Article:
Dave only told a handful of people that Lou “The Assman” Cutell was going to be there–just in case Lou had to cancel last minute–but he was clearly excited. Every couple of weeks I’d get an email or text to the effect of, “I just talked to The Assman on the phone for 40 minutes!”

Jeremiah “Jean-Paul Jean-Paul” Birkett’s appearance that night was a surprise even to Dave, who explained that in earlier conversations with JPJP’s “people,” it seemed as though they didn’t want him doing anything without an appearance fee. But Dave’s shoestring budget didn’t have room for anything like that, so he crossed him off the list and moved on.

Outside the context of a Seinfeld trivia night, it might be hard to place Jeremiah Birkett’s face. He’s a Caribbean guy in his early forties and in good shape, walking around Manhattan’s Upper West Side in a fitted black t-shirt, a leather jacket and jeans. But inside the four walls of Tom’s, even 16 years after the Jean-Paul episode (“The Hot Tub”) originally aired on NBC, he was recognized instantly as Jean-Paul, even before Dave could announce him.

I led Lou in next, holding up the famous ASSMAN license plate out in front of him to help people connect the dots. He got an equally warm reception, after which Dave handed him the microphone to guest host the final round of questions–all of which referenced the episode in which he appeared, “The Fusilli Jerry.”

A professional performer for decades, Lou looked over at Dave as if to say, “What should I say?”, then proceeded to tell a couple of stories about Life After Assman which all ended similarly: “I’ve been in over 70 films, I’ve done Shakespeare on Broadway [yada yada yada] but I’m still remembered as The Assman!”

Lou then read the last round of questions, pausing comically in disbelief every so often to scratch his head and say things like, “Who would know this stuff?”

After the round was over, a few of us feverishly graded the answer sheets and tallied up the scores to determine a winner. Jeremiah bought us a little time, following Lou’s lead and telling a story about being hassled at the airport a few years ago on his way back from Amsterdam with his wife. A security guard looked at him funny for a few moments until realizing who he was, then proceeded to point at him, shout “Seinfeld! Seinfeld!” and eventually let him pass.

When it was time to crown a champion, Why No T-Bone? had edged out Spongeworthy by a single point to win the night. It was retribution for Why No T-Bone?, who has won nearly every one of Dave’s Seinfeld trivia nights but finished second in his 2010 Seinfeld trivia tournament.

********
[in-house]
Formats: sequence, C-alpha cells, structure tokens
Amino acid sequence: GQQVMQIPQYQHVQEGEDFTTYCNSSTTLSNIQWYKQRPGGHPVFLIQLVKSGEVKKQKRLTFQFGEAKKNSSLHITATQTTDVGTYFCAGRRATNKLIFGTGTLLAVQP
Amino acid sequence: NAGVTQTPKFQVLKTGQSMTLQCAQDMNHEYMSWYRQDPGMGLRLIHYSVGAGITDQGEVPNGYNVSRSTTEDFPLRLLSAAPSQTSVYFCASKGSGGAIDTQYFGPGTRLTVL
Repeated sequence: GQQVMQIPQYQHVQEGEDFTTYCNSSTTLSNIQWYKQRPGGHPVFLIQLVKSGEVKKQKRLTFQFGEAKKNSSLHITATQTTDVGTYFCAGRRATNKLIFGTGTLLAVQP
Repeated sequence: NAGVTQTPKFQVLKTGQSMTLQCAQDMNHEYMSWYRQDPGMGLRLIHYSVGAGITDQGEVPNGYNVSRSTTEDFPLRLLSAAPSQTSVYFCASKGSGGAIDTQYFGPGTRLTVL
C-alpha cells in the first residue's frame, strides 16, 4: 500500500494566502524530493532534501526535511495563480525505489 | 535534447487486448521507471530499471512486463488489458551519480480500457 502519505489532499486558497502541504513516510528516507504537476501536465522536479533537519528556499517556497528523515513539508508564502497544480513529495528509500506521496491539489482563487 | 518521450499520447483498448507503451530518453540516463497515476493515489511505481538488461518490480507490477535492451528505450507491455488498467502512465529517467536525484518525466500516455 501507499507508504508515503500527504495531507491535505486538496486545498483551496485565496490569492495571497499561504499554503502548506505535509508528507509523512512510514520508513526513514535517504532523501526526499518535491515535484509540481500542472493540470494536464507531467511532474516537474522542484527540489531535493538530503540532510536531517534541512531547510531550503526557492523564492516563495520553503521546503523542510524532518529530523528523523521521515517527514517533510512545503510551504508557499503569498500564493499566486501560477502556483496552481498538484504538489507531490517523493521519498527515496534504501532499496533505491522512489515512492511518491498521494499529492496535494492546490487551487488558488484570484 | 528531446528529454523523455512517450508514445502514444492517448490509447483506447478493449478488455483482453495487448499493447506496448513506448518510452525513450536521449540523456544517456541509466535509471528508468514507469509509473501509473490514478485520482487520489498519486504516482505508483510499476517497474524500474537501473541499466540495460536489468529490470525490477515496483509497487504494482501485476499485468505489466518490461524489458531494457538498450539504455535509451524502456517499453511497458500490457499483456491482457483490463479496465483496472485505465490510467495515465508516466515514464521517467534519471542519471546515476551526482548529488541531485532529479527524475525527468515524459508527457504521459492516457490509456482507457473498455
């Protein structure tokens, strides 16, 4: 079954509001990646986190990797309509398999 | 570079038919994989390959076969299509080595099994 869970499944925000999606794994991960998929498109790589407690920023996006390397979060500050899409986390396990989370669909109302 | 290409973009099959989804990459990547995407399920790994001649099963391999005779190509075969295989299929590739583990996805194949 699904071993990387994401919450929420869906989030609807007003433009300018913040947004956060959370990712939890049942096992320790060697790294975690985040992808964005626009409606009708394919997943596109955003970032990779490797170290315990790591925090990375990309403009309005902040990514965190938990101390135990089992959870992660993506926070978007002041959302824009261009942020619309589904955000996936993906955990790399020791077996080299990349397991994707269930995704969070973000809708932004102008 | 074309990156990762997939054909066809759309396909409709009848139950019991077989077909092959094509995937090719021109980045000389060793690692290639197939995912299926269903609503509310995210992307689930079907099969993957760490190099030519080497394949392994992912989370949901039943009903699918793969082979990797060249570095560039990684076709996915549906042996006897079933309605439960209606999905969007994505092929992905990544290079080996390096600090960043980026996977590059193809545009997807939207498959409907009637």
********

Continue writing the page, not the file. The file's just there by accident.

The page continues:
Once Tom’s cleared out, Dave sat down–for the first time all night–with those of us who’d helped him throughout the event. As we sat there eating burgers, fries, and root beer floats, something seemed eerily familiar about a few friends sitting in a booth, having a conversation about nothing.

The next morning, Dave looked in his bag and discovered Jeremiah had autographed a head shot for him. It read, “Thanks Dave, you son of a bitch.”

*The Macinaw peaches came from Oregon. Several teams got this one right.

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At a party last Friday night, I overheard a group of women talking about the costs of getting their hair done professionally. Just a cut can cost as much as $75; a cut and coloring runs into the hundreds. (I had little to add to this conversation; I typically pay about $14 for my haircuts.)

One woman mentioned that a friend of hers is a hair stylist and gives her a great discount—saving her about 25% after tip—which drew oohs and aahs from the other women. We got to talking about other professions we wish our friends and family worked in that would save us a lot of time, money, and frustration. Aside from hair stylists, here are some others we came up with. (Note: I didn’t include actors or rock stars or professional athletes. That’s a little greedy—it’s like using one of your three genie wishes to ask for a million more wishes.)

Police Officer. Fortunately, my only run-ins with the cops have come when I’ve been pulled over. I always used to carry the PBA card—that’s Patrolmen’s Benevolent Association—my uncle had given me (he’s now retired NYPD), and typically other policemen were willing to give the professional courtesy of letting me off with a warning…but not always. Once, in college, I was pulled over for speeding down a residential street in Beacon, New York. When the officer handed me the ticket for “52 in a 30,” he grinned and said, “Your uncle will know what to do with this.”

Bartenders and Servers. In my experience, if a food or drink server invites you to stop by their bar or restaurant while they’re working, you’re going to get hooked up. I’m content to score a couple of free rounds of drinks and maybe one or two extra appetizers with dinner. I always tip generously in these situations, and I don’t just show up if I’m not 100% positive they’re working that night. (Nothing’s worse than trying to get free drinks by dropping a bartender’s name on her night off.)